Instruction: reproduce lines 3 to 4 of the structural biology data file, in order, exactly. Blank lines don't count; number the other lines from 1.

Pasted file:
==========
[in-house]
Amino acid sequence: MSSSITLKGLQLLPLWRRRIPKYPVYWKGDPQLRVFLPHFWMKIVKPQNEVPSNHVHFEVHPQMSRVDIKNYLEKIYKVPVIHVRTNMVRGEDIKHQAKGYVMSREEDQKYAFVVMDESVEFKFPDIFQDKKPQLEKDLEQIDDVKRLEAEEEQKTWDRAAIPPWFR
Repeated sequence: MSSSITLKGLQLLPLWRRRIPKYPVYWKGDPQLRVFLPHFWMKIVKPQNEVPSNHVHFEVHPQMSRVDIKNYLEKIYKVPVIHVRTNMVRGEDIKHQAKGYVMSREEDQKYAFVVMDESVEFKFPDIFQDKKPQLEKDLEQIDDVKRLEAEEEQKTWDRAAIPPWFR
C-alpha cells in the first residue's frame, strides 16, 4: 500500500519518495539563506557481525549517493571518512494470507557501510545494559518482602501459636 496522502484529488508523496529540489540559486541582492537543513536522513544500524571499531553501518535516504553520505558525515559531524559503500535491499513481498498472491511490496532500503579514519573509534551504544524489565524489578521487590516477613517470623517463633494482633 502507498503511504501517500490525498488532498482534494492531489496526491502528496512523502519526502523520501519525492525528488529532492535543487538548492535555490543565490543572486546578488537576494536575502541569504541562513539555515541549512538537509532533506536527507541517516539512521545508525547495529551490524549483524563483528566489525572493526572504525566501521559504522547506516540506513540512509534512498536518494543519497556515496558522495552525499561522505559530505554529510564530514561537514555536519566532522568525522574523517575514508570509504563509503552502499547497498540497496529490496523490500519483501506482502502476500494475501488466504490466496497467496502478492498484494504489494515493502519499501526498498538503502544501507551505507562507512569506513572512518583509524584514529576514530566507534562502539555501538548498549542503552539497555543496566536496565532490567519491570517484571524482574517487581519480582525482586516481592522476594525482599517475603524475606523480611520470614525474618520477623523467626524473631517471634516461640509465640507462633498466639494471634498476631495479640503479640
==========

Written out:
Repeated sequence: MSSSITLKGLQLLPLWRRRIPKYPVYWKGDPQLRVFLPHFWMKIVKPQNEVPSNHVHFEVHPQMSRVDIKNYLEKIYKVPVIHVRTNMVRGEDIKHQAKGYVMSREEDQKYAFVVMDESVEFKFPDIFQDKKPQLEKDLEQIDDVKRLEAEEEQKTWDRAAIPPWFR
C-alpha cells in the first residue's frame, strides 16, 4: 500500500519518495539563506557481525549517493571518512494470507557501510545494559518482602501459636 496522502484529488508523496529540489540559486541582492537543513536522513544500524571499531553501518535516504553520505558525515559531524559503500535491499513481498498472491511490496532500503579514519573509534551504544524489565524489578521487590516477613517470623517463633494482633 502507498503511504501517500490525498488532498482534494492531489496526491502528496512523502519526502523520501519525492525528488529532492535543487538548492535555490543565490543572486546578488537576494536575502541569504541562513539555515541549512538537509532533506536527507541517516539512521545508525547495529551490524549483524563483528566489525572493526572504525566501521559504522547506516540506513540512509534512498536518494543519497556515496558522495552525499561522505559530505554529510564530514561537514555536519566532522568525522574523517575514508570509504563509503552502499547497498540497496529490496523490500519483501506482502502476500494475501488466504490466496497467496502478492498484494504489494515493502519499501526498498538503502544501507551505507562507512569506513572512518583509524584514529576514530566507534562502539555501538548498549542503552539497555543496566536496565532490567519491570517484571524482574517487581519480582525482586516481592522476594525482599517475603524475606523480611520470614525474618520477623523467626524473631517471634516461640509465640507462633498466639494471634498476631495479640503479640